Items tagged with Adobe

At its annual WWDC conference being held this week in San Francisco, Apple announced that it would be transitioning its long-running Mac OS X to "macOS". Based on the initial screenshots we've been given, there's not going to be a large departure from what we're used to from OS X, but the move is still notable considering OS X has been the chosen name for 15 years. There's a lot of history there. Well, there's also going to be history made with macOS Sierra, as Safari 10 is going to be shipping with common 'legacy' plugins disabled by default. That of course includes Adobe's much-loathed Flash plugin, one of the largest gaping holes of computer security in recent (and even not-so-recent) years.... Read more...
Adobe recently published a security advisory APSA16-03, which details a vulnerability in Adobe Flash Player version 21.0.0.242 and earlier versions for Windows, Macintosh, Linux, and Chrome OS. This comes after a patch for a zero day exploit was released in early April. Adobe believes the attackers are a group called “ScarCruft”. ScarCruft is a relatively recently APT group that has launched attacks in countries such as Russia, Nepal, South Korea, China, India, Kuwait, and Romania. The group recently has taken advantage of two Adobe Flash and one Microsoft Internet Explorer exploits. ScarCruft currently has two operations called Operation Daybreak and Operation Erebus. Operation Daybreak... Read more...
It seems as though most (if not all) Internet users are awaiting the day when Adobe Flash is finally eradicated from the face of the earth. The Adobe Flash Player plugin has long been a security liability, resource nightmare and battery hog (for mobile users). Although Adobe has announced that it is winding down the use of Flash in favor of HTML5 development, we still have to deal with critical exploits until judgment day arrives. Hence the company has rushed out an emergency patch for Adobe Flash player. According to Adobe, the most serious exploit, CVE-2016-1010, has already been “used in limited, targeted attacks.” In all, the latest security bulletin covers over 20 known security issues in... Read more...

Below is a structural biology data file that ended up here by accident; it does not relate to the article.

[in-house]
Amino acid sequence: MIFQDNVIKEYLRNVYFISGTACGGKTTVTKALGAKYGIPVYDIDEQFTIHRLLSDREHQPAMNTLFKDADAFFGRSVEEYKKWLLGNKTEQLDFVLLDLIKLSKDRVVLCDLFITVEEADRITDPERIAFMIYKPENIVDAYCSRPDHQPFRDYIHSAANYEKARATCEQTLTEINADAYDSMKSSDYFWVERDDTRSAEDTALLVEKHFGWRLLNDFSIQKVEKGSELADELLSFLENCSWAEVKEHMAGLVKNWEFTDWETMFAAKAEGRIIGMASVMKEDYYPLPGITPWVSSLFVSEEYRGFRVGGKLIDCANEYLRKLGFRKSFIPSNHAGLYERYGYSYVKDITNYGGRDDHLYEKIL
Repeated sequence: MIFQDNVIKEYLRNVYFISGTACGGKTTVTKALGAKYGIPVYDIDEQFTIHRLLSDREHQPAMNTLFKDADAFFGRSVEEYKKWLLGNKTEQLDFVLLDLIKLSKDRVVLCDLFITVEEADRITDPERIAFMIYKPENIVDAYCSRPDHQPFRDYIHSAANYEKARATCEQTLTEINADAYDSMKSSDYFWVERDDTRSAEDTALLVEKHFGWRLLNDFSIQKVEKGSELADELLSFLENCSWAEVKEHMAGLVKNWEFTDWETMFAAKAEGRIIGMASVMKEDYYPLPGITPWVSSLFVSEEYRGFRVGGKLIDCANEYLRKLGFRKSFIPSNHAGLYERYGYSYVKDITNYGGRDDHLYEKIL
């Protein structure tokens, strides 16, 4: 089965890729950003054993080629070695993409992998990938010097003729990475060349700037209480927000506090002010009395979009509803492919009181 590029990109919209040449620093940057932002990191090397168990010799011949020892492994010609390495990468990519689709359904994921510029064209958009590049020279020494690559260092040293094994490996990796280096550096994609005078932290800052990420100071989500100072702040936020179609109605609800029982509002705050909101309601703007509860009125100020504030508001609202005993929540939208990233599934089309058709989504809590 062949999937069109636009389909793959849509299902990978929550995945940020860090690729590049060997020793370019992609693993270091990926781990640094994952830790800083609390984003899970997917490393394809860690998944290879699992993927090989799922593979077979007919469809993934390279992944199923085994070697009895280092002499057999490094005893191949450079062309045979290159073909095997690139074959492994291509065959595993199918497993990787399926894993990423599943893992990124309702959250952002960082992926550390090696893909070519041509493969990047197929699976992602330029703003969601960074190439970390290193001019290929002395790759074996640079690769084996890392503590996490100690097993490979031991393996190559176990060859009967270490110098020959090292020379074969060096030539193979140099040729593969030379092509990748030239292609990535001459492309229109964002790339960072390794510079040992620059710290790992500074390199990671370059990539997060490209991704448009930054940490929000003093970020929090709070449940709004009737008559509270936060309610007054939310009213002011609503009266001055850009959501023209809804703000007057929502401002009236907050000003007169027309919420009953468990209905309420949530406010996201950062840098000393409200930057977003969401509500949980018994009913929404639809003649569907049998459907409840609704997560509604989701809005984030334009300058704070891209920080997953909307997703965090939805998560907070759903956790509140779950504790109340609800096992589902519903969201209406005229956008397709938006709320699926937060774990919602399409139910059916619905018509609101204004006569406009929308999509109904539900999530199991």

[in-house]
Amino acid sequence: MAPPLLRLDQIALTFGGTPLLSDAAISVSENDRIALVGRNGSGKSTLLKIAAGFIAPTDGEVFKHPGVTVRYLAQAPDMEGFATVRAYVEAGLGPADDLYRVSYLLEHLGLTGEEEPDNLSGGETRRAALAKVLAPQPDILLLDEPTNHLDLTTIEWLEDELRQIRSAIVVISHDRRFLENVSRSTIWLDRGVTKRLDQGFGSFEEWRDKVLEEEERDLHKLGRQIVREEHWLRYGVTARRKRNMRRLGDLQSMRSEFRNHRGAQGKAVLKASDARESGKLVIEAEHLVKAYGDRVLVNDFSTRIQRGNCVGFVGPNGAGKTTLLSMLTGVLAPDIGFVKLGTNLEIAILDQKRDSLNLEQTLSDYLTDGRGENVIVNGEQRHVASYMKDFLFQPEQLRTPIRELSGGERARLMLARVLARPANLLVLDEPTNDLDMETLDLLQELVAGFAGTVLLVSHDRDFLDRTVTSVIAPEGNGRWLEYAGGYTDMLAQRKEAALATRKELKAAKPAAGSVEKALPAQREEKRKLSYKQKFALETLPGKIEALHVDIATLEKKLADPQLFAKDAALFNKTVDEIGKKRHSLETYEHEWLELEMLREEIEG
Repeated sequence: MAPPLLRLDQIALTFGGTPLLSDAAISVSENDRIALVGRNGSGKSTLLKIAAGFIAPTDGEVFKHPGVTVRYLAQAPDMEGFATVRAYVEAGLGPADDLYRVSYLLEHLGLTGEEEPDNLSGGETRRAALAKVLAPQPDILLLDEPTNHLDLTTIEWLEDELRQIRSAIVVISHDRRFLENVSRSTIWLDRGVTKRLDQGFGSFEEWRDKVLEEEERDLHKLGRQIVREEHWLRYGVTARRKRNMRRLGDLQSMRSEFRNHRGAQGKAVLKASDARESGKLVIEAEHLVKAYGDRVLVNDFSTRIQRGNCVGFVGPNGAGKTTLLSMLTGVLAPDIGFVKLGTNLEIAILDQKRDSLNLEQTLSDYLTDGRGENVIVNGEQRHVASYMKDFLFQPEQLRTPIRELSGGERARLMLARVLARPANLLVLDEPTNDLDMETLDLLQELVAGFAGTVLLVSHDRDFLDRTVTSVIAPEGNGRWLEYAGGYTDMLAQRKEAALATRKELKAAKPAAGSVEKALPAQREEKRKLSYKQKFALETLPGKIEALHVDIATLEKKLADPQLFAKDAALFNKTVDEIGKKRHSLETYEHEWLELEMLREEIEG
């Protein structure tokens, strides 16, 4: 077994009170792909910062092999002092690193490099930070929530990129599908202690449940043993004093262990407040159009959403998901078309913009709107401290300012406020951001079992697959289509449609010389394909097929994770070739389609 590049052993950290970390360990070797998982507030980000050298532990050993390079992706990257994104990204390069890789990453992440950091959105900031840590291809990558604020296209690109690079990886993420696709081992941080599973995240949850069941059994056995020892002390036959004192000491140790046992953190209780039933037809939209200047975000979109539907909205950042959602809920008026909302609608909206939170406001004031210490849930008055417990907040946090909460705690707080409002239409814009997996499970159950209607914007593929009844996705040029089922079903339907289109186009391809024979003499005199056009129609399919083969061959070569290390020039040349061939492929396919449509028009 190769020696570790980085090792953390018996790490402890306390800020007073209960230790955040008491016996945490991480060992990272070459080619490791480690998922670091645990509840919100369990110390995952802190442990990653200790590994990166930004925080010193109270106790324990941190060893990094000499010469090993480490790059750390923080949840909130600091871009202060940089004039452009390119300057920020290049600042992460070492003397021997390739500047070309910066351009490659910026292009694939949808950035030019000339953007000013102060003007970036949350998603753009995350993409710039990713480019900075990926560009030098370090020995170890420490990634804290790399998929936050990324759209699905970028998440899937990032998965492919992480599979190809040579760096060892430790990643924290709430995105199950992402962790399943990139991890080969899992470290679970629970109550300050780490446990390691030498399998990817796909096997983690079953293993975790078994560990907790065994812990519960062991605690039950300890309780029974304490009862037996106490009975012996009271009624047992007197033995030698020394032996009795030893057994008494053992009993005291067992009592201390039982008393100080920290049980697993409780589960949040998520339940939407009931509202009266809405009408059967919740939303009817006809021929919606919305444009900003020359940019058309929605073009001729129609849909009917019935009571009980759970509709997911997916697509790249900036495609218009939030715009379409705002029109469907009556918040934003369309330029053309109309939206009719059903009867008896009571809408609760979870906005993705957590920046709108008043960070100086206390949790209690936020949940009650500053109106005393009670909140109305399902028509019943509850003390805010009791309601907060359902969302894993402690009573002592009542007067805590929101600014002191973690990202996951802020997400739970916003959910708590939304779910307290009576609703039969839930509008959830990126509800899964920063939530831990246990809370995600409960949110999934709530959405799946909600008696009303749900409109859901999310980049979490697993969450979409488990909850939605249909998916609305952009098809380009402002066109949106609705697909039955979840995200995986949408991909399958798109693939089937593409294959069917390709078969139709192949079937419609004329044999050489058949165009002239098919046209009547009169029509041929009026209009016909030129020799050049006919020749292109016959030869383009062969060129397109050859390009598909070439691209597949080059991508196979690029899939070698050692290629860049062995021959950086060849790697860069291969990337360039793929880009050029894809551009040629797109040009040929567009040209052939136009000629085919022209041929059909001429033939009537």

Adobe acknowledged that it muffed an update to its Creative Cloud Desktop application last week, one that caused it to delete files on a "small number" of Mac systems. Once it became aware of the issue, Adobe pulled the plug on the update and has since made another one available for both Mac and Windows systems (there's no indication that the issue affects Windows PCs). "In a small number of cases, the updater may incorrectly remove some files from the system root directory with user writeable permissions. We have removed the update from distribution, and are in the process of deploying a new update which addresses the issue. When prompted for the update, Creative Cloud members should install... Read more...
2015 has proven to be a massive year for Adobe's Flash plugin, but for all the wrong reasons. Flash is already infamous for being one of the most vulnerable pieces of software on the planet, but in 2015, 316 bugs were found and squashed. That comes out to about 6 bugs per week for a piece of software that's used by the vast majority of notebook and desktop users. What's most impressive about the sheer number of bugs Flash has is the fact that ultimately, we're dealing with a mere plugin here, not a massive software package. While Flash was once considered "cool", a de facto choice for Web animation, the past decade hasn't been too kind to it. The negative reputation was earned thanks mostly to... Read more...
As if Adobe's Flash Player needed another nail in its coffin, it nevertheless received yet another one this weekend from Facebook. The world's largest social playground announced that it recently flipped the switch over to HTML5 to be the default video player for videos on its website, and that includes the ones that appear in its News Feed. "From development velocity to accessibility features, HTML5 offers a lot of benefits. Moving to HTML5 best enables us to continue to innovate quickly and at scale, given Facebook’s large size and complex needs," Facebook stated in a blog post. You could see this coming from a country mile, though it didn't happen overnight. Facebook had to address several... Read more...
We’ve been saying it for years: Adobe needs to go ahead and kill Flash. Late Apple CEO Steve Jobs called for Flash’s demise five years ago and at the time, it seemed like an impossibility. But after a half decade of increasing security exploits and performance degradation in even the most powerful PCs, the Internet has quite effectively turned its back on Flash. Companies like Amazon, Google and Firefox have all given Flash the cold shoulder in recent months and the lapses in security show no signs of slowing down. Adobe has finally gotten the hint and is retiring the Flash brand. “Flash has played a leading role in bringing new capabilities to the web,” said Adobe in a corporate blog posting.... Read more...